There was a historical Dracula, however, and according to the authors of In Search of Dracula, he was a fright to believe in. The book clears him of one notable charge: by examining Rumanian, Russian, German and French folklore of the 15th century, in which Dracula figures vividly, it establishes that he was not a vampire. That was Bram Stoker’s libel; needing a monstrous name and a far-off place for his fantasy, he chose Dracula and Transylvania. The real Dracula, son of Dracul (the name means dragon), was a Christian prince and mass murderer who lived in what is now Rumania, at the edge of the Turkish empire, from 1430 or ’31 to 1476. He was known to his times as Vlad the Impaler, and with good reason. His favorite method of torture and execution, although he had others, was to spit his victims on wooden stakes and watch them writhe.

Woodcuts of the time show Dracula eating at a banquet table outdoors, surrounded by a large array of stakes on which bodies are speared. When a visitor to his court showed himself to be revolted by the resulting stench, Dracula jovially ordered the man himself to be impaled, but on an especially high stake, so he could not be offended by the smell of other bodies. When two emissaries of Sultan Mohammed II neglected to take off their turbans, explaining that such was the Turkish custom, Dracula had the turbans nailed to their heads. He spitted babies on their mothers’ breasts and forced parents to eat stewed pieces of their children.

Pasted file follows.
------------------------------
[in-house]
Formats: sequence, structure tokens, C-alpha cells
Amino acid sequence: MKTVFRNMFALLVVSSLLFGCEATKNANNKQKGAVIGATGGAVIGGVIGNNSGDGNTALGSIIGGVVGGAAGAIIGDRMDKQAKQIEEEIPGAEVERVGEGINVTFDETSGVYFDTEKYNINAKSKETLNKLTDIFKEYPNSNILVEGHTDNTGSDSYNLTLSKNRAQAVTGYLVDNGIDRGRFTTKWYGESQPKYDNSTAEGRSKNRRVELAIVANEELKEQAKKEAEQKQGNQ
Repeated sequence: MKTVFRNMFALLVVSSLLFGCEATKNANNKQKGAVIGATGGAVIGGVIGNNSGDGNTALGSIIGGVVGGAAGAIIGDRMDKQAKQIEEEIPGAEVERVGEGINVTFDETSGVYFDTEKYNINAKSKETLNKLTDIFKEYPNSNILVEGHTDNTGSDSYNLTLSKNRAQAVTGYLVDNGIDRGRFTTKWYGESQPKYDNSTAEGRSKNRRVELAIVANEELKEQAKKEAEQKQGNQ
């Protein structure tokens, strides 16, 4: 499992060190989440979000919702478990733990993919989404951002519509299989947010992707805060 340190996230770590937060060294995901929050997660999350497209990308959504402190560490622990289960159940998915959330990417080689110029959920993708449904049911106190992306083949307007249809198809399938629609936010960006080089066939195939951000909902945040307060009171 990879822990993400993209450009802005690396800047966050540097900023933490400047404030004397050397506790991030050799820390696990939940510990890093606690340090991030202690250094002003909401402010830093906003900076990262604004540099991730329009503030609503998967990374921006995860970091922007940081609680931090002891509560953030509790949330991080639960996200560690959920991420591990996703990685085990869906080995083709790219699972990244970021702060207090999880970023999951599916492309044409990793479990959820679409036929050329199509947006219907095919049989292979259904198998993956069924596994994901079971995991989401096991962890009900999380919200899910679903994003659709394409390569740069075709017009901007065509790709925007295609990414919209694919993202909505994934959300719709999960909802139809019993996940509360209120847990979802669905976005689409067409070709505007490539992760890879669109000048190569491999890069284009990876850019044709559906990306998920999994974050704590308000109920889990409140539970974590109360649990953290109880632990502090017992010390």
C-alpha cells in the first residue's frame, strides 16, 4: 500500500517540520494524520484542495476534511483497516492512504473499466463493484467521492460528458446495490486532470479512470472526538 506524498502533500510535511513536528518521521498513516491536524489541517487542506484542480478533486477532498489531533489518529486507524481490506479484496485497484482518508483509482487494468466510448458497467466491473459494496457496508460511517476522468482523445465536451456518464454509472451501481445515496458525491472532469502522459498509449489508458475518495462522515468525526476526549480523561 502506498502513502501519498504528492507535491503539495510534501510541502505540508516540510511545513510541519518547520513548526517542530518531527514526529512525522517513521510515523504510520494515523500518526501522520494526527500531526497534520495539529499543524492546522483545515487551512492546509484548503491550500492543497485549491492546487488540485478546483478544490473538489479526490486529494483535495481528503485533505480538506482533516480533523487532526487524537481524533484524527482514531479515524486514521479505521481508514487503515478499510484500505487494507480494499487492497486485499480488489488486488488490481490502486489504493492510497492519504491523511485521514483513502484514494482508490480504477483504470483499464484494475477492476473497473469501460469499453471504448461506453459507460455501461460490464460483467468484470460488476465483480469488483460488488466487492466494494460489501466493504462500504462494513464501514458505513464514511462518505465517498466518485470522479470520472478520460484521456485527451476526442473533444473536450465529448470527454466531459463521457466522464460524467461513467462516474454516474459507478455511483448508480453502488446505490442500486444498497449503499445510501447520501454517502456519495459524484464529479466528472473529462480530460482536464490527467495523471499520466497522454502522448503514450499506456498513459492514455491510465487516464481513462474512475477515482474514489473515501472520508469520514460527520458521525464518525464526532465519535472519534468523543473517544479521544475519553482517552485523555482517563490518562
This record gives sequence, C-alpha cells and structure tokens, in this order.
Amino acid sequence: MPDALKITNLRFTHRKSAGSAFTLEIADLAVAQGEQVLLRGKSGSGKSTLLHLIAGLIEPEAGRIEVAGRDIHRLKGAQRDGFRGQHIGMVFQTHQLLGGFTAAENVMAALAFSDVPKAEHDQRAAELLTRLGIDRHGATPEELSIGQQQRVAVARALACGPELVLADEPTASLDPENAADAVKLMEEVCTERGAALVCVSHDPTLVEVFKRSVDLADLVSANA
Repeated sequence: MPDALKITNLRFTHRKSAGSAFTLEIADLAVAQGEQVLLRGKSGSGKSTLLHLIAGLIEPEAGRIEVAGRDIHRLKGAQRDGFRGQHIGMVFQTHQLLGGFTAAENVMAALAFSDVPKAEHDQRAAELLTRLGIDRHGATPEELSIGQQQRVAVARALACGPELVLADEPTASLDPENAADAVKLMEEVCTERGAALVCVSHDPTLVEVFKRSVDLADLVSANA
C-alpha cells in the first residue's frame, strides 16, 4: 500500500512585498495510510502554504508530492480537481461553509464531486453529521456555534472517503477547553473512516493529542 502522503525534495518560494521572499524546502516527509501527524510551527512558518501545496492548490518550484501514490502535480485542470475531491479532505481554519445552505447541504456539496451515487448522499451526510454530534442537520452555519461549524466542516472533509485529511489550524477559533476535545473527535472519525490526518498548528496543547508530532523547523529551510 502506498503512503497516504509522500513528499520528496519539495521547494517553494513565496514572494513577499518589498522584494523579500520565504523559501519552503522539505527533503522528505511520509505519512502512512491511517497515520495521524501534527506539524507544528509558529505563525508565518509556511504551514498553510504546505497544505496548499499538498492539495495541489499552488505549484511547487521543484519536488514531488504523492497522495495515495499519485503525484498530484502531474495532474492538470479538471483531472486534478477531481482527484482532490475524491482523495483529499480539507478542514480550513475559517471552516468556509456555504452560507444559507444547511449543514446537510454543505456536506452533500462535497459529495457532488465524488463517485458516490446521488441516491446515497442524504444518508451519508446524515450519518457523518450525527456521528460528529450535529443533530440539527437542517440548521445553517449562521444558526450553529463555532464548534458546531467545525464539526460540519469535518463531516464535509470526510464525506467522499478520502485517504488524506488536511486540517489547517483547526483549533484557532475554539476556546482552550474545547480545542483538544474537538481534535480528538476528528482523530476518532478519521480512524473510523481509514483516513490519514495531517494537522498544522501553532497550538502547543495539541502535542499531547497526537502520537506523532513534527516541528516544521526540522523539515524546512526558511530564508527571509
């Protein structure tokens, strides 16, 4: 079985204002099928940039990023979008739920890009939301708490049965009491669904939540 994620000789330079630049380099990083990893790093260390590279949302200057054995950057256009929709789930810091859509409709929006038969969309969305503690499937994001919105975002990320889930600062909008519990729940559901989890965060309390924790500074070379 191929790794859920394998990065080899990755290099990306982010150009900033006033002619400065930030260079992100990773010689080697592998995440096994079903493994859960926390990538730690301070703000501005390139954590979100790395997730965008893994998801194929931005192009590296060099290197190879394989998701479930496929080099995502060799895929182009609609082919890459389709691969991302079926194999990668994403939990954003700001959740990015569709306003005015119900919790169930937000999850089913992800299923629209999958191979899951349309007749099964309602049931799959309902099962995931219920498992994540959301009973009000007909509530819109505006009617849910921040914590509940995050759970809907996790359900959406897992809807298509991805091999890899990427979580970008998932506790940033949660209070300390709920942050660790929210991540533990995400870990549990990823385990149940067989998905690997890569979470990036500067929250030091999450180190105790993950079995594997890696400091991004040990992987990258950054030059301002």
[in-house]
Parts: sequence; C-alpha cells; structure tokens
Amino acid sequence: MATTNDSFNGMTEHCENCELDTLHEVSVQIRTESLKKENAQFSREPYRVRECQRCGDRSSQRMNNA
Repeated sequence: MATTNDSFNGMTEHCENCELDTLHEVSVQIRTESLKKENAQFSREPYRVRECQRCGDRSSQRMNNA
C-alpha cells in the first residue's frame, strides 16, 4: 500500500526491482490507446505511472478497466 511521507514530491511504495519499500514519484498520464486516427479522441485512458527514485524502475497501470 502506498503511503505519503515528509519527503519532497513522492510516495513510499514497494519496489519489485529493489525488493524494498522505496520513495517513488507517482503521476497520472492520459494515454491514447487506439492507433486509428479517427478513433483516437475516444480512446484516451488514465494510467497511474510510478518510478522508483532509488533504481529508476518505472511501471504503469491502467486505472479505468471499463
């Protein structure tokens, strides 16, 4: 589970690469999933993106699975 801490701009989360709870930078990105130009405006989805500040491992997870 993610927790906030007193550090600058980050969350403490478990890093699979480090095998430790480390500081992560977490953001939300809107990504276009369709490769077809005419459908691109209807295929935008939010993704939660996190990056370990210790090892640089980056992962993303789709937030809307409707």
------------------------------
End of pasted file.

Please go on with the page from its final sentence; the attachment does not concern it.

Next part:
In all, he may have executed some 100,000 people—Turks, Saxons, Hungarians, Bulgarians, Jews and Gypsies.

This was approximately 20% of the population of Wallachia, where he reigned (Transylvania was a neighboring province). What is fascinating about this tyrant is that he was universally acknowledged to have been an effective ruler. He savaged the Turks, whipped the landowning nobles into line, cowed the Saxons, and relieved the poor and the sick of their misery by burning large numbers of them. So perfect was his law and order that he was able to leave a rich golden goblet by a wayside spring in his domain for the refreshment of travelers. No one ever stole it.

In Search of Dracula is a bit overpackaged. But the authors have done fine work in assembling documents and tales from Dracula’s own time. A report written for Czar Ivan the Great in 1490 is particularly revealing. It would not have been good sense to criticize Dracula harshly lest the Czar suspect the principle of autocratic rule was being challenged. So the writer repeated the bloody stories in an approving tone.

Dracula, he implied, was eccentric but just, a stern father to his people. Thus do courtiers who present news summaries to rulers remain in favor, even to this day.

∙John Skow